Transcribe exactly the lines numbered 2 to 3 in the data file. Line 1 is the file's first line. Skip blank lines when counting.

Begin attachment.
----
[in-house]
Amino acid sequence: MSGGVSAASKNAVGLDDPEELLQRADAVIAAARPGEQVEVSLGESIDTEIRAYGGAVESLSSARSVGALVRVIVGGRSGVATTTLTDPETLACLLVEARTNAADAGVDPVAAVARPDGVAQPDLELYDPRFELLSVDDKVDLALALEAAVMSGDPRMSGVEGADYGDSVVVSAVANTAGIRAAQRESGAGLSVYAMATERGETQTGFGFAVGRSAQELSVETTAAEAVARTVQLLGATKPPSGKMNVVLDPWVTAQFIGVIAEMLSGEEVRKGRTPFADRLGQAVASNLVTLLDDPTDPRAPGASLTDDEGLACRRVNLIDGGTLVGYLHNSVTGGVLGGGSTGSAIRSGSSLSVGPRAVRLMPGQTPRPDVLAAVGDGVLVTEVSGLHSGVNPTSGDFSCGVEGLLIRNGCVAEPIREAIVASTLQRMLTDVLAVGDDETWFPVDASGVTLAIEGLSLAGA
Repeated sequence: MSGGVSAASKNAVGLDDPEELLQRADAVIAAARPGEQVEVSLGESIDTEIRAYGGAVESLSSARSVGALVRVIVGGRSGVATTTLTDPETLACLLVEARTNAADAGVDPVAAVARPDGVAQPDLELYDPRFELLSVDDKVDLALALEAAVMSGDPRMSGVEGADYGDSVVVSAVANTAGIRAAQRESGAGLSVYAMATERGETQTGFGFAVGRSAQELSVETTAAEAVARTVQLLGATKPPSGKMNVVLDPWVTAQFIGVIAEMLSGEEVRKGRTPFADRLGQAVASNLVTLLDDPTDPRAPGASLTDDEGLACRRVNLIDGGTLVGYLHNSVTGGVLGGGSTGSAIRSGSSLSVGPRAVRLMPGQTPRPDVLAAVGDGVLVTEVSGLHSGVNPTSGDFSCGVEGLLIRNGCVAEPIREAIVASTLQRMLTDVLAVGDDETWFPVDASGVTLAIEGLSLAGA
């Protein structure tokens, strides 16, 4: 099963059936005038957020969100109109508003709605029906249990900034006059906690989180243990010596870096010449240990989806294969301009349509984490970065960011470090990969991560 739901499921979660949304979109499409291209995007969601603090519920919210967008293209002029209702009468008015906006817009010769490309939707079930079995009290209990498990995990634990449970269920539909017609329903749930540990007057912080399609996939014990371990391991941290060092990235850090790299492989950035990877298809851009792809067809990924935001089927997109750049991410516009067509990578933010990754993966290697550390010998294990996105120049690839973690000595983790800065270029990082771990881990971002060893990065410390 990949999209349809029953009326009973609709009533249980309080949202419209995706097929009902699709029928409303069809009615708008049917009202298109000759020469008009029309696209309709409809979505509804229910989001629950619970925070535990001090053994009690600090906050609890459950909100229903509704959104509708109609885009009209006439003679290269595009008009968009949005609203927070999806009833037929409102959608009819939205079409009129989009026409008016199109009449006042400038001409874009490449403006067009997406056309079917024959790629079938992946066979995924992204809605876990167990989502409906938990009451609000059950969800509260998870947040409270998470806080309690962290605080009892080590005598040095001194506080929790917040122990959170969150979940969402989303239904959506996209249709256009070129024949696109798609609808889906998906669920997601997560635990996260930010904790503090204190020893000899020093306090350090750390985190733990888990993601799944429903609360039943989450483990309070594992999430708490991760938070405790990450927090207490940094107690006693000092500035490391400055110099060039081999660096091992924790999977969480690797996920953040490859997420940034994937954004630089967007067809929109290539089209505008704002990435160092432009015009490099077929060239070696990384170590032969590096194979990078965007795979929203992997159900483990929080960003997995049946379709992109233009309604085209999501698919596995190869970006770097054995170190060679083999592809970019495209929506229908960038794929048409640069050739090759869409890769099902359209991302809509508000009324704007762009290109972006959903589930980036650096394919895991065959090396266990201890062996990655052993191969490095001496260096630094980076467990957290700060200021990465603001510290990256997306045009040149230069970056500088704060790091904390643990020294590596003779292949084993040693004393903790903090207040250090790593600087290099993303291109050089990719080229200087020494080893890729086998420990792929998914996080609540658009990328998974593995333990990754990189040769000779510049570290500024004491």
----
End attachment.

Amino acid sequence: MSGGVSAASKNAVGLDDPEELLQRADAVIAAARPGEQVEVSLGESIDTEIRAYGGAVESLSSARSVGALVRVIVGGRSGVATTTLTDPETLACLLVEARTNAADAGVDPVAAVARPDGVAQPDLELYDPRFELLSVDDKVDLALALEAAVMSGDPRMSGVEGADYGDSVVVSAVANTAGIRAAQRESGAGLSVYAMATERGETQTGFGFAVGRSAQELSVETTAAEAVARTVQLLGATKPPSGKMNVVLDPWVTAQFIGVIAEMLSGEEVRKGRTPFADRLGQAVASNLVTLLDDPTDPRAPGASLTDDEGLACRRVNLIDGGTLVGYLHNSVTGGVLGGGSTGSAIRSGSSLSVGPRAVRLMPGQTPRPDVLAAVGDGVLVTEVSGLHSGVNPTSGDFSCGVEGLLIRNGCVAEPIREAIVASTLQRMLTDVLAVGDDETWFPVDASGVTLAIEGLSLAGA
Repeated sequence: MSGGVSAASKNAVGLDDPEELLQRADAVIAAARPGEQVEVSLGESIDTEIRAYGGAVESLSSARSVGALVRVIVGGRSGVATTTLTDPETLACLLVEARTNAADAGVDPVAAVARPDGVAQPDLELYDPRFELLSVDDKVDLALALEAAVMSGDPRMSGVEGADYGDSVVVSAVANTAGIRAAQRESGAGLSVYAMATERGETQTGFGFAVGRSAQELSVETTAAEAVARTVQLLGATKPPSGKMNVVLDPWVTAQFIGVIAEMLSGEEVRKGRTPFADRLGQAVASNLVTLLDDPTDPRAPGASLTDDEGLACRRVNLIDGGTLVGYLHNSVTGGVLGGGSTGSAIRSGSSLSVGPRAVRLMPGQTPRPDVLAAVGDGVLVTEVSGLHSGVNPTSGDFSCGVEGLLIRNGCVAEPIREAIVASTLQRMLTDVLAVGDDETWFPVDASGVTLAIEGLSLAGA